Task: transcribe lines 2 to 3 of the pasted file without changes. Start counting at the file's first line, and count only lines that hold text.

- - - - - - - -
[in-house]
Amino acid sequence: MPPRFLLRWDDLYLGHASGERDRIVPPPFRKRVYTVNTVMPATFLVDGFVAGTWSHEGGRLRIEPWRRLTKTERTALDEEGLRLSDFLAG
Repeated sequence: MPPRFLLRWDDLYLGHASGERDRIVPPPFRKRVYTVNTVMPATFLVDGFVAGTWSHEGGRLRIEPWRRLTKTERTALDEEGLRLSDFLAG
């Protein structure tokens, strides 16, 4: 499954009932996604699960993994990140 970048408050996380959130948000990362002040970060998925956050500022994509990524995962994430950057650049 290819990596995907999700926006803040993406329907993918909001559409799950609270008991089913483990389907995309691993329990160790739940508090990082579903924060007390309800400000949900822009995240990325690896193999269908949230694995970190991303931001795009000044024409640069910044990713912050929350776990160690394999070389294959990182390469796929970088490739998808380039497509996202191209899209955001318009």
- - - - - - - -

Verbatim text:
Amino acid sequence: MPPRFLLRWDDLYLGHASGERDRIVPPPFRKRVYTVNTVMPATFLVDGFVAGTWSHEGGRLRIEPWRRLTKTERTALDEEGLRLSDFLAG
Repeated sequence: MPPRFLLRWDDLYLGHASGERDRIVPPPFRKRVYTVNTVMPATFLVDGFVAGTWSHEGGRLRIEPWRRLTKTERTALDEEGLRLSDFLAG